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Redoximorphic Features “Redoximorphic Features for Identifying Aquic Conditions”, Technical Bulletin 301 NCSU, Raleigh, North Carolina. Order from:

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Presentation on theme: "Redoximorphic Features “Redoximorphic Features for Identifying Aquic Conditions”, Technical Bulletin 301 NCSU, Raleigh, North Carolina. Order from:"— Presentation transcript:

1 Redoximorphic Features “Redoximorphic Features for Identifying Aquic Conditions”, Technical Bulletin 301 NCSU, Raleigh, North Carolina. Order from: Dept. of Ag. Comm., Box 7603, NCSU, Raleigh, NC (919) $5 / copy. Presentation developed by: Michael Whited NRCS - Wetland Science Inst. August, 2000 This is a complete presentation on redox. features. It would be beneficial to the viewer to have a copy of “Redoximorphic Features for Identifying Aquic Conditions”, Technical Bulletin 301, North Carolina State University, Raleigh, North Carolina. Order from: Dept. of Ag. Comm., Box 7603, NCSU, Raleigh, NC (919) $5 / copy.

2 Objectives Explain how redoximorphic features form
Upon completion of this section, participants will be able to: Explain how redoximorphic features form Identify and describe redoximorphic features Understand the use of a,a’-dipyridyl to confirm soil reduction

3 References Vepraskas, M.J. 1995(revised). Redoximorphic Features for Identifying Aquic Conditions. Tech. Bull. 301, North Carolina State University, Raleigh, NC. Mitsch, W.J. and J.G. Gosselink Wetlands. Van Nostrand Reinhold, New York, NY. pp Soil Survey Staff Soil Survey Manual. USDA Handbook No. 18. pp Mostly this is a shortened version of Mike Vepraskas’s Redoximorphic Features slide set.

4 Formation of Redoximorphic Features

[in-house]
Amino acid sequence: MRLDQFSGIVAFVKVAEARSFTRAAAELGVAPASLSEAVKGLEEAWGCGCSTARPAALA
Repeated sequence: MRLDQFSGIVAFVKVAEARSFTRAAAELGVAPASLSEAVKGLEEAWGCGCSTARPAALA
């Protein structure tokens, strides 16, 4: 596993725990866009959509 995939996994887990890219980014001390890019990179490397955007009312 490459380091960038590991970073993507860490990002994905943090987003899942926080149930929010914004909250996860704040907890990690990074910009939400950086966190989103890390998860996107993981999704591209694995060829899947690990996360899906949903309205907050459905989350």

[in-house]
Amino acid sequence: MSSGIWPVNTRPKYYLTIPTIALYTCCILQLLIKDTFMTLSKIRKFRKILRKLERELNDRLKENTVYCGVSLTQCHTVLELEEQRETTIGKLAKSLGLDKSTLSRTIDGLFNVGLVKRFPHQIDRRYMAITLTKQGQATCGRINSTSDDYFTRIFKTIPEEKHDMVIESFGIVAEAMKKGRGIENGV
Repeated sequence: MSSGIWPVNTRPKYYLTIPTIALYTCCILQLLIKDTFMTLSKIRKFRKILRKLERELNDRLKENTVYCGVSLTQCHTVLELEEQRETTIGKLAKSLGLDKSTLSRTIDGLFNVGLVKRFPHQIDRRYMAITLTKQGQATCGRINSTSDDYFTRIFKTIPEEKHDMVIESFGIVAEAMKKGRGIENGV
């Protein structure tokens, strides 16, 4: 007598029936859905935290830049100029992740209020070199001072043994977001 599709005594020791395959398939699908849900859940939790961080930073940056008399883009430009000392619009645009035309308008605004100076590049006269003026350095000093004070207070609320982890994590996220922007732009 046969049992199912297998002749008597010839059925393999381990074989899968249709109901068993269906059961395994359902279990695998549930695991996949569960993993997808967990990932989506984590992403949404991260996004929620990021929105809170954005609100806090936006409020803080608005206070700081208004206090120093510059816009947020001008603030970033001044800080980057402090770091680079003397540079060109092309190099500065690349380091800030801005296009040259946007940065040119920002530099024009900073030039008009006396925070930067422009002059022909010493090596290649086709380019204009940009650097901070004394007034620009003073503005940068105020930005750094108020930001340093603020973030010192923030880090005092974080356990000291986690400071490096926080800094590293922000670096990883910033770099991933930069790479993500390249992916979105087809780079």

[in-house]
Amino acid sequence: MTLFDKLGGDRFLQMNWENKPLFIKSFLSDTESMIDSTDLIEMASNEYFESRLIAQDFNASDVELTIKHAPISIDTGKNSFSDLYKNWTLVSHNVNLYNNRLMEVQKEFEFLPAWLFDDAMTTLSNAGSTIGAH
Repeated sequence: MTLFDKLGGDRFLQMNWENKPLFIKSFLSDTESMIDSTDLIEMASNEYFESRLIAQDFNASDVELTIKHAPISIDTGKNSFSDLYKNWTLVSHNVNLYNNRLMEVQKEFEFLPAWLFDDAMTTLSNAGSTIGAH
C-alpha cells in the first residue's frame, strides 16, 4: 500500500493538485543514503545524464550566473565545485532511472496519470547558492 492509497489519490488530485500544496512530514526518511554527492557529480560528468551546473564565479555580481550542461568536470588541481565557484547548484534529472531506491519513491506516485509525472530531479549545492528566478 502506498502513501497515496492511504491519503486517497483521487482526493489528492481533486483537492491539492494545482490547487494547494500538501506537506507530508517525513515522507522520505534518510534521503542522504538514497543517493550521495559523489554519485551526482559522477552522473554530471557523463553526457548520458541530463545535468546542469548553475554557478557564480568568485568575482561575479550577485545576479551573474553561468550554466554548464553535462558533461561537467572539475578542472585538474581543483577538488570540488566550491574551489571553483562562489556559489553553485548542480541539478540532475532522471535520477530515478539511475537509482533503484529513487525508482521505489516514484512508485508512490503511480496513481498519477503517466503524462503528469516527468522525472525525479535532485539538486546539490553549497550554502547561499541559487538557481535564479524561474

Anaerobic conditions soil is saturated so most all pores are filled with water, absence of oxygen Prolonged anaerobiosis changes the chemical processes in the soil Reduction of Fe and Mn oxides results in distinct soil morphological characteristics most are readily observable changes in soil color In order for a soil to develop anaerobic conditions it must be saturated so that (most) all pores are filled with water. When this occurs, any dissolved O2 that may be present in the soil water is rapidly removed (couple of days, or so) by respiration of micro-organisms, roots, and soil fauna. An anaerobic condition is a condition in which oxygen is virtually lacking from the soil. Prolonged anaerobic conditions changes biogeochemical processes in the soil. This change in chemical processes results in distinctive soil morphological characteristics being present in most hydric soils. The most important of these are the results of: reduction, movement (translocation) and subsequent oxidation of iron and manganese, and accumulation of organic matter under anaerobic conditions. In most aerobic environments OM is rapidly oxidized and does not accumulate as readily as in wet soils. The first process results in the formation of redoximorphic features.

5 Reduction Sequence Review of Bill Patrick’s (LSU) research.

6 Soil Color and Oxidation / Reduction
In subsoil horizons, Fe and Mn oxides give soils their characteristic brown, red, yellow colors When reduced, Fe and Mn are mobile and can be stripped from the soil particles Leaving the characteristic mineral grain color usually a “grayish” color Most mineral soil grains are dominantly silica, so they are generally “colorless”, i.e. gray or whitish, unless they are coated by OM or Fe.

7 Redox Concentrations A review of formation
Review concentration formation, note how similar appearing features can form in different ways. See pages in Vepraskas (1995). Fig. 9 from Vepraskas 1995

8 Types of Redoximorphic Features
Redox Concentrations Masses Pore Linings Nodules and Concretions Redox Depletions Depleted Matrix Reduced Matrix Types of redox features. I have added Depleted Matrix as a “subset” of redox depletions, after all it is a big depletion.

9 Redox Concentrations Bodies of apparent accumulation of Fe-Mn oxides